Monday, August 19, 2013

Early Review: Silent Echo: A Siren's Tale by Elisa Freilich


Release Date: September 10, 2013
Publisher: Diversion Books
Source: NetGalley
Author Links: Goodreads | Website | Facebook


Haunted by silence, a mute teenage girl is mysteriously given back her voice ... and it is divine.
Rendered mute at birth, Portia Griffin has been silent for 16 years. Music is her constant companion, along with Felix, her deaf best friend who couldn’t care less whether or not she can speak. If only he were as nonchalant about her newfound interest in the musically gifted Max Hunter.
But Portia’s silence is about to be broken with the abrupt discovery of her voice, unparalleled in its purity and the power it affords to control those around her. Able to persuade, seduce and destroy using only her voice, Portia embarks on a search for answers about who she really is, and what she is destined to become.
Inspired by Homer’s Odyssey, SILENT ECHO: A Siren's Tale is an epic story filled with fantasy, romance and original music.



Silent Echo has some really good things going for it. One of them is the interesting take on the story of the sirens from Homer's story. Only two of the original sirens are evil, one of them just goes along with the whole luring sailors to their death thing, because of a promise she made to her mother. 

See, her mother loved her best because...well, the other two girls were kind of psychotic. And she'd heard from a seer that if her beloved daughter didn't go along with her sisters' nefarious plans, that they would kill her. So the mother made her promise (while she was dying) to go along with whatever her sisters wanted her to do. And that's how we ended up hearing the tale of three sirens who liked to eat sailors. 

Then along comes Portia. She's been mute her entire life, and has given up on ever being able to speak. It's ok, though. She has wonderful parents, goes to a great school, and has good friends. Especially her best friend, Felix. He's deaf, and the the two of them have come up with their own special form of communication over the years. Life is pretty good, considering.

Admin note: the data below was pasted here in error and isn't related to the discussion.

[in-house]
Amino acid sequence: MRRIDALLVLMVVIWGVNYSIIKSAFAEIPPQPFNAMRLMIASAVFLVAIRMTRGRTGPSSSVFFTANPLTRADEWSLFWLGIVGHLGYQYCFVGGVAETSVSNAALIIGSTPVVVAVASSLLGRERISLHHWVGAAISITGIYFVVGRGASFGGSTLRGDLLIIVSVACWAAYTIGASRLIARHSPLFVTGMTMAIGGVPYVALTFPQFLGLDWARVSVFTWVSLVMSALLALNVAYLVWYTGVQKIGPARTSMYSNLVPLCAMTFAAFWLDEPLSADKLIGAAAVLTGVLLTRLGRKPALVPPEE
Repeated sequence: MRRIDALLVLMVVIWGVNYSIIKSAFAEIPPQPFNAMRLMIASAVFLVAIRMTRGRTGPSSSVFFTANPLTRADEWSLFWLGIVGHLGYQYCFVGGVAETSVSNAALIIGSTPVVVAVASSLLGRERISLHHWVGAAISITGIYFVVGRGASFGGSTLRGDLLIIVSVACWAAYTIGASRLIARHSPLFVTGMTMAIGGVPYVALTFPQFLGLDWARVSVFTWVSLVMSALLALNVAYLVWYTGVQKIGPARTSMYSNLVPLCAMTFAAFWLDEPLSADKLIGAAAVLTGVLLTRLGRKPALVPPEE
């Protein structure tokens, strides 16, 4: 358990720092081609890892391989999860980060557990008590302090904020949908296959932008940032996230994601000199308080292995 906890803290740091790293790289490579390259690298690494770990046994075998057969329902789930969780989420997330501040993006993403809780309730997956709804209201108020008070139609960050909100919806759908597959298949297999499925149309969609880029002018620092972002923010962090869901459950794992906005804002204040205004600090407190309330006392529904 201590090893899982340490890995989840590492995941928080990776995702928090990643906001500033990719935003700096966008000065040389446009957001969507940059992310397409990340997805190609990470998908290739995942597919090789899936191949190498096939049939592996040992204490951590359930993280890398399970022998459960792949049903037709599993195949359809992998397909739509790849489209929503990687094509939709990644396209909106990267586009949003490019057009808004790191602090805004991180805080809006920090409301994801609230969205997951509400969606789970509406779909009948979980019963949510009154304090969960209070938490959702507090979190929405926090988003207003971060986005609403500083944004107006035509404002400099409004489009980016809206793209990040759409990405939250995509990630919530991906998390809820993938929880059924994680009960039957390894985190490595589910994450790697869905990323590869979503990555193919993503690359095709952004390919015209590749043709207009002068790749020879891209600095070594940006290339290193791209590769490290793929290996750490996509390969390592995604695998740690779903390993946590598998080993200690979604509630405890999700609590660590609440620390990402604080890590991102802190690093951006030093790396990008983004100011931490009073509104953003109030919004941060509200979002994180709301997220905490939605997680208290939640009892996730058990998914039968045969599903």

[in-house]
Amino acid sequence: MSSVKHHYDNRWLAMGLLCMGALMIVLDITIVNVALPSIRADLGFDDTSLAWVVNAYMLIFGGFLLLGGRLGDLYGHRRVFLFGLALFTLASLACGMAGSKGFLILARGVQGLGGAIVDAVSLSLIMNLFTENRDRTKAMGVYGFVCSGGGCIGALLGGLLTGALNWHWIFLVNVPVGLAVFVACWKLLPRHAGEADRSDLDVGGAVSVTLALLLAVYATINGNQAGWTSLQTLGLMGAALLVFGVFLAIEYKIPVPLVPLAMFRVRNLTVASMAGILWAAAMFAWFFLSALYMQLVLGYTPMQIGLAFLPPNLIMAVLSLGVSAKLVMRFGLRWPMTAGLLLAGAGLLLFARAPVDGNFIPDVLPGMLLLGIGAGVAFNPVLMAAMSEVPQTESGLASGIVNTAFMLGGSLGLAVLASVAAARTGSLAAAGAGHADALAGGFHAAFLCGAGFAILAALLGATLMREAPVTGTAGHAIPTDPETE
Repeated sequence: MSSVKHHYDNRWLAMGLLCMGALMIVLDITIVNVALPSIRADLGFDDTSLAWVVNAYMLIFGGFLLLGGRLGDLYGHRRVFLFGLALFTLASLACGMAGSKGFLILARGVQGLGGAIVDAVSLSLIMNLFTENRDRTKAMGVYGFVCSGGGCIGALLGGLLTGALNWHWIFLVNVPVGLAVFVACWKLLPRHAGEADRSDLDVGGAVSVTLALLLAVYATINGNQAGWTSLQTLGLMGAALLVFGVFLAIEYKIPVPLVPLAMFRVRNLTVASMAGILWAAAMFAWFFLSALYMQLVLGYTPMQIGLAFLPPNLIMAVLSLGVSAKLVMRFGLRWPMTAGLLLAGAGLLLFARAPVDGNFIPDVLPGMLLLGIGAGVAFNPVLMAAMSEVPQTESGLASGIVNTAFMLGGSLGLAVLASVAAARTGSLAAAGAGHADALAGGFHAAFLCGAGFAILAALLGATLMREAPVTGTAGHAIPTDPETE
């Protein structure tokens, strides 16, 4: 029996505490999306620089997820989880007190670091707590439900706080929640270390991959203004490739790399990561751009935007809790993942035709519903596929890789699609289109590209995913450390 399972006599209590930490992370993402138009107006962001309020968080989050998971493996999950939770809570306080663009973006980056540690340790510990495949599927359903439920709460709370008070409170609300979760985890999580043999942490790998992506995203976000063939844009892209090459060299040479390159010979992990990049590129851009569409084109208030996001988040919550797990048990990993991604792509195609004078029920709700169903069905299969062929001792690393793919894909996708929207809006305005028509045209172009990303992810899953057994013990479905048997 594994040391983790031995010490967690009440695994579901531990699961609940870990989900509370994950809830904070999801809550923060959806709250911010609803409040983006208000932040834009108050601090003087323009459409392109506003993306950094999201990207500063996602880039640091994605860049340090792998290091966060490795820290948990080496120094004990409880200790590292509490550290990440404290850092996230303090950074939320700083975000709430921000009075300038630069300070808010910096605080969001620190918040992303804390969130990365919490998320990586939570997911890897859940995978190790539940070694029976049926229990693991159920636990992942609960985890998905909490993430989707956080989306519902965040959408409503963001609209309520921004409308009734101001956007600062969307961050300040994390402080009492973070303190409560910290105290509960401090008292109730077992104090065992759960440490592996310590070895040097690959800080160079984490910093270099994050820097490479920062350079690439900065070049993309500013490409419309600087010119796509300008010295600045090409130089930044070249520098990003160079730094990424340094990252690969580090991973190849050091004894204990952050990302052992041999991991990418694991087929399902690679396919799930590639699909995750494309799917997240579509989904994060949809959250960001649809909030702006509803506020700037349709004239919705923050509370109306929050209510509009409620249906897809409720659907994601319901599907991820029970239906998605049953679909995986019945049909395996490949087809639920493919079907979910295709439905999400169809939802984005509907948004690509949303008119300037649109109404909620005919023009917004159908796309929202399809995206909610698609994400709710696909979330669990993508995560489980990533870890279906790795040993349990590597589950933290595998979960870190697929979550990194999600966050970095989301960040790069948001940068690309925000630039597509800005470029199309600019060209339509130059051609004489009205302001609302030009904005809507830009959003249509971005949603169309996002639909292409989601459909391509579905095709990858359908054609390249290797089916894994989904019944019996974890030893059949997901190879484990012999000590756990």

Well, it is until strange and scary things start happening to her body, including coughing and feeling that her throat is closing up. Lots of odd things happen, but long story short, she turns into a siren.
But I'm guessing you already knew that, right?

Enter the new boy, Max. He's hot, he's sweet, he's charming, and he's got musical talent oozing out of his pores. He's also head-over-heels for Portia.

But what about poor Felix, you ask?
Ah, yes. Felix has changed over the summer, and turned into a pretty good-looking boy himself. And he's also in love with Portia.
Warning! Warning! Triangle Ahead!
There's no avoiding this one, folks. She loves Max, she loves Felix.  Whatshegonnado?!
I personally don't care who she ends up with, but I'm sure some of the fans out there will have t-shirts printed up by the time they finish the book.

Even with a love triangle, I still thought the plot was fresh and interesting.
In fact, I only have one real complaint. Unfortunately, it's a big one, and the reason that I just couldn't bring myself to rate the book any higher.
The Singing.

Huh? The book is about sirens. They sing. It's their superpower, right? 
Yes. But this book is filled to the brim with these kids singing to each other. Max sings to Portia, he writes songs for her, he sings her to sleep (via webcam), he even pulls an impromptu song out of his ass in the freaking lunchroom about how badly she is treating him. Portia sings to Max, she has some sort of an Epic Rap Battle in the mirror with an evil siren, and she even sings to boys in the hallway. Speaking of the hallway songs... She actually asks one of the boys to beat-box to 'Bust A Move' so that she can impress them with her vocal styling. Yes, I'm serious.The list goes on and on. 

By the end of the book, I felt like I had just had to sit through High School Musical or some other tween Disney movie with my girls...again. And ya know what? It's fun to watch those campy movies with my eight year old, because she and my five year old don't know any better. They actually think teenagers run through the hallways battling it out vocally.  
*laughs hysterically*
*wipes tears from eyes*
Ahhh. That was fun.

But in reality, that doesn't happen. Well, unless high school has dramatically changed over the years. Somehow, I don't think so. However, if you are currently in high school and you and your chums run around having West Side Story song battles in the cafeteria? Feel free to correct me and leave your comments at the bottom. I've got a son heading into ninth grade soon, and if that's the case, I should probably get him in with a voice coach now...


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